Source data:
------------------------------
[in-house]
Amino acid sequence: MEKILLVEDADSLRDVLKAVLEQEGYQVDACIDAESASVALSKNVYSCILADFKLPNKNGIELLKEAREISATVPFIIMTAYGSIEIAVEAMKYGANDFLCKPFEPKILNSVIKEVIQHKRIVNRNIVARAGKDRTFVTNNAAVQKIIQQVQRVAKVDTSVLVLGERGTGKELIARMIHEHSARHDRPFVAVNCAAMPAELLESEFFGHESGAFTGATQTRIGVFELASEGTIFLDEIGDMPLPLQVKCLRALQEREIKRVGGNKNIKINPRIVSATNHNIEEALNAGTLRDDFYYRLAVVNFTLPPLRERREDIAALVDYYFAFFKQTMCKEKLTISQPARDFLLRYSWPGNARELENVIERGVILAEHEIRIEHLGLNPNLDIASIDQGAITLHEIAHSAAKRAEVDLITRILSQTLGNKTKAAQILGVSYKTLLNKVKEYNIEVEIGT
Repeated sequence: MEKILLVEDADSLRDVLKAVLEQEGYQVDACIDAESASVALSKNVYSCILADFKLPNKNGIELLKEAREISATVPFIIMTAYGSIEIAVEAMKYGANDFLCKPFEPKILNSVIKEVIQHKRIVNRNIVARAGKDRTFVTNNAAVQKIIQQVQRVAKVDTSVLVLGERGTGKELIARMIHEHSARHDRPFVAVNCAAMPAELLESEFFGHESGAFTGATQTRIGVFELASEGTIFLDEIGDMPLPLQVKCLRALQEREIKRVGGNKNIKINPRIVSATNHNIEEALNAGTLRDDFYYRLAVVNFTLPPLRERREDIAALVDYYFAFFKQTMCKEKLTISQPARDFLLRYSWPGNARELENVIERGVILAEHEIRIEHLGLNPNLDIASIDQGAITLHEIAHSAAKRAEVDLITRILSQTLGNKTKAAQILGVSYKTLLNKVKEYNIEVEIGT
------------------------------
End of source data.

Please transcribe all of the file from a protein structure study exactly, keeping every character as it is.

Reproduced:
[in-house]
Amino acid sequence: MEKILLVEDADSLRDVLKAVLEQEGYQVDACIDAESASVALSKNVYSCILADFKLPNKNGIELLKEAREISATVPFIIMTAYGSIEIAVEAMKYGANDFLCKPFEPKILNSVIKEVIQHKRIVNRNIVARAGKDRTFVTNNAAVQKIIQQVQRVAKVDTSVLVLGERGTGKELIARMIHEHSARHDRPFVAVNCAAMPAELLESEFFGHESGAFTGATQTRIGVFELASEGTIFLDEIGDMPLPLQVKCLRALQEREIKRVGGNKNIKINPRIVSATNHNIEEALNAGTLRDDFYYRLAVVNFTLPPLRERREDIAALVDYYFAFFKQTMCKEKLTISQPARDFLLRYSWPGNARELENVIERGVILAEHEIRIEHLGLNPNLDIASIDQGAITLHEIAHSAAKRAEVDLITRILSQTLGNKTKAAQILGVSYKTLLNKVKEYNIEVEIGT
Repeated sequence: MEKILLVEDADSLRDVLKAVLEQEGYQVDACIDAESASVALSKNVYSCILADFKLPNKNGIELLKEAREISATVPFIIMTAYGSIEIAVEAMKYGANDFLCKPFEPKILNSVIKEVIQHKRIVNRNIVARAGKDRTFVTNNAAVQKIIQQVQRVAKVDTSVLVLGERGTGKELIARMIHEHSARHDRPFVAVNCAAMPAELLESEFFGHESGAFTGATQTRIGVFELASEGTIFLDEIGDMPLPLQVKCLRALQEREIKRVGGNKNIKINPRIVSATNHNIEEALNAGTLRDDFYYRLAVVNFTLPPLRERREDIAALVDYYFAFFKQTMCKEKLTISQPARDFLLRYSWPGNARELENVIERGVILAEHEIRIEHLGLNPNLDIASIDQGAITLHEIAHSAAKRAEVDLITRILSQTLGNKTKAAQILGVSYKTLLNKVKEYNIEVEIGT